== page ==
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Bobby Bare Jr.

As a kid, Bobby Bare Jr. got to hang out with some Nashville heavyweights. He watched the likes of Kris Kristofferson and Johnny Cash sit around the table playing cards with his dad, iconoclastic country singer, Bobby Bare. Impressed as he was by these icons, however, his true songwriting hero has always been Shel Silverstein. A successful children's book author, playwright, and irrepressibly witty lyricist, Silverstein became best known for tongue-in-cheek story anthems such as Johnny Cash's "A Boy Named Sue" and Dr. Hook's "Cover of the Rolling Stone."

Bare relates to him, because he believes Silverstein's deeper, darker material tended to get lost in the glare of so-called "novelty songs," and he worries that something similar could happen to him. Songs that Bare considers sad and miserable are often interpreted as laugh riots by his fans. For instance, "Let's Rock and Roll," a track from Bare's 2004 album, From the End of Your Leash. A kind of twisted "Turn the Page," this song manages to find something fresh to say about the grind of musicians hitting the road, or at least recognizes the absurdity of the predicament. When Bare devotes a full verse to detailing the vomit on the wall of the club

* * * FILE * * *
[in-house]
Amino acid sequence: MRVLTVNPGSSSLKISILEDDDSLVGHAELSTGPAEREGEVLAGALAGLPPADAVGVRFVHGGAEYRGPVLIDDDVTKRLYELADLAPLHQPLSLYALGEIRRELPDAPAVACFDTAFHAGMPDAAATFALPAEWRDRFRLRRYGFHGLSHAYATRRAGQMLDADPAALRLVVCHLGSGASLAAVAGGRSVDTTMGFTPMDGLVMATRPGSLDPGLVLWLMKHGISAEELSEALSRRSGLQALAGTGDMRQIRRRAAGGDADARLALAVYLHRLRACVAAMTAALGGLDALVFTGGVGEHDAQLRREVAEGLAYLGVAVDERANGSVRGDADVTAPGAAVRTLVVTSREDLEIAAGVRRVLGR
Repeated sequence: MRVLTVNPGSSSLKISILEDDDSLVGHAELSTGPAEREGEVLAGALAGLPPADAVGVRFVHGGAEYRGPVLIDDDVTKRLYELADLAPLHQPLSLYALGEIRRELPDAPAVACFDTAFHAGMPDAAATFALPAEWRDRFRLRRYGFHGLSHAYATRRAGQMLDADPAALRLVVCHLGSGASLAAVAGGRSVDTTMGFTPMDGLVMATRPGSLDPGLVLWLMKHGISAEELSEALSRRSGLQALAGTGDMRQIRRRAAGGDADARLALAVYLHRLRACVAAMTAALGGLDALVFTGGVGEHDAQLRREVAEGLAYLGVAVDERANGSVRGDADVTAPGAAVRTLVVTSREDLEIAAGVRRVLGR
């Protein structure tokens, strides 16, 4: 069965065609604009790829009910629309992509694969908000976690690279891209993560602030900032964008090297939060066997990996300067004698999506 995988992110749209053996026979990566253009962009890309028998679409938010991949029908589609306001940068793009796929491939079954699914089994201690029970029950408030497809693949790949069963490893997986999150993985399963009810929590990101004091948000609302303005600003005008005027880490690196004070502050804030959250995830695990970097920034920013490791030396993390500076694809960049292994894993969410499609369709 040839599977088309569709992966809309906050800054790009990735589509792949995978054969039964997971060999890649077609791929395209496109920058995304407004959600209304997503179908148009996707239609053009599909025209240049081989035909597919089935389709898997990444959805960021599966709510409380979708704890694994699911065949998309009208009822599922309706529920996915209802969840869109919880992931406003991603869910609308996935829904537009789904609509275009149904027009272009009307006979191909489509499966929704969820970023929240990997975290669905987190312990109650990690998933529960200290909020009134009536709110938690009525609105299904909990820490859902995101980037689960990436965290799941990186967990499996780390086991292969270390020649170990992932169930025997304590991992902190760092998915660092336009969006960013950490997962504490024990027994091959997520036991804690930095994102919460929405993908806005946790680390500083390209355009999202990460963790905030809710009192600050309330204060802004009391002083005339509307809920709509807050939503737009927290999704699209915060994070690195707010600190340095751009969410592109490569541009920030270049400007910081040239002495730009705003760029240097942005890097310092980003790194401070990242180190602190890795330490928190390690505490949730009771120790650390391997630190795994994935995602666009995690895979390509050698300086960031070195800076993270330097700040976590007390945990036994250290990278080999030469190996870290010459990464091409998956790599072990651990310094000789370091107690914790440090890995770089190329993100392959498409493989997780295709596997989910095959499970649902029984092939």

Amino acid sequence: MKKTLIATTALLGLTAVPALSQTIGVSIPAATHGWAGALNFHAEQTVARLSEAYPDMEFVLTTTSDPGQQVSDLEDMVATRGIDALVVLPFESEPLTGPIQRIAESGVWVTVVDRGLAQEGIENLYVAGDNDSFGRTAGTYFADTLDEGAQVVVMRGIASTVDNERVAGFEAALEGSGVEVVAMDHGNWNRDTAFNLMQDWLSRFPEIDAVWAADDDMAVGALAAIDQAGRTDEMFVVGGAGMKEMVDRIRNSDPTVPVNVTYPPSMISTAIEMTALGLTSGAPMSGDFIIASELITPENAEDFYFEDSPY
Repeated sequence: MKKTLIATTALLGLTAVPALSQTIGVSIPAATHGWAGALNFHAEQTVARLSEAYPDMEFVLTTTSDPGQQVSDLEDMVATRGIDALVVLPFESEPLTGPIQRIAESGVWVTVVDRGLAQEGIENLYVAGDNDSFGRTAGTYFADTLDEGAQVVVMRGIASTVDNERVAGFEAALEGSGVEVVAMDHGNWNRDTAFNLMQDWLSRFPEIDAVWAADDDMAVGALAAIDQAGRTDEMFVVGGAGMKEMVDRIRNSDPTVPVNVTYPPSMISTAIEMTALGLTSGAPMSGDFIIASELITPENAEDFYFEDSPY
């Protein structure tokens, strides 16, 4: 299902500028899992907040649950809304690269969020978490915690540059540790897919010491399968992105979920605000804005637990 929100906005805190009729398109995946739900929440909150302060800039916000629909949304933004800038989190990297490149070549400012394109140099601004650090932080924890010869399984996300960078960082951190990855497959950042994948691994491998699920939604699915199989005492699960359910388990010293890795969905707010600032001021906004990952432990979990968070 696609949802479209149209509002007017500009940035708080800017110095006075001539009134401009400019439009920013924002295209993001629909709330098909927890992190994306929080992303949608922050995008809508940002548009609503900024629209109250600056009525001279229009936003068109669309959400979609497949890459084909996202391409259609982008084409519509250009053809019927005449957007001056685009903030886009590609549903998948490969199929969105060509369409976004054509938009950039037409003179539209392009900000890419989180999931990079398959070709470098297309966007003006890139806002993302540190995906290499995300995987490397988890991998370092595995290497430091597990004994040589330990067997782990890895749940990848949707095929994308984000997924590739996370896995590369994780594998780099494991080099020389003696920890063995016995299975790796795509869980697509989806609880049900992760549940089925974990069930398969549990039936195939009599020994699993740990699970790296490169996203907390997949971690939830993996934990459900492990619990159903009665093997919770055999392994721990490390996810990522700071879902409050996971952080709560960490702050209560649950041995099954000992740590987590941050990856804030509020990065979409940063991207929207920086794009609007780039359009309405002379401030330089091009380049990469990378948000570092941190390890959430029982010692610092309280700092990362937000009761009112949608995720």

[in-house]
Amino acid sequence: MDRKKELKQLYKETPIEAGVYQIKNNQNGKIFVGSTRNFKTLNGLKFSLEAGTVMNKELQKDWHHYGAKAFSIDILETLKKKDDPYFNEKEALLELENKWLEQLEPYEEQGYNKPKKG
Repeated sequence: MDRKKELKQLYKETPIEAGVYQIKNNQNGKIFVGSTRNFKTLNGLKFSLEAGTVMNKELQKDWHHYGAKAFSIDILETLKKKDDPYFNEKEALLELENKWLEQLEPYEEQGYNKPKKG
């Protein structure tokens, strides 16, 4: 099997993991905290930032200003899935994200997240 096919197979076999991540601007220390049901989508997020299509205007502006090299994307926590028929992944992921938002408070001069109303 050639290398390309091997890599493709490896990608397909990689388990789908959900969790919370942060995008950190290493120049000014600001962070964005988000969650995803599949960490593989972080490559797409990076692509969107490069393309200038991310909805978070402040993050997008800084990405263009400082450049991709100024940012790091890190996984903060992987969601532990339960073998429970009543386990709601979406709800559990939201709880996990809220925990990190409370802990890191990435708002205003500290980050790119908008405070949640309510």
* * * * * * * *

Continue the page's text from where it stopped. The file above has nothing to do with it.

Bobby Bare Jr.'s
Young Criminals' Starvation League


8:30pm
Fri, Mar 18
Casbeers
1719 Blanco
732-3511
he's playing, the effect is comic, but not to Bare. He regards it as an almost unbearably pathetic tale.

Bare is at his best when he's straddling - if not blurring - the lines between pathos and humor, as in the murderous love lament "Valentine," and the "devil's up your nose" saga of "The Terrible Sunrise." He also possesses the kind of sonic boldness you'd expect from someone molded by outlaw country and given to playing Pixies covers in Nashville bars and recording with the former members of Pavement for a Silver Jews record. He's a product of Music City, but he'll never be a slave to its whims.

Gilbert Garcia


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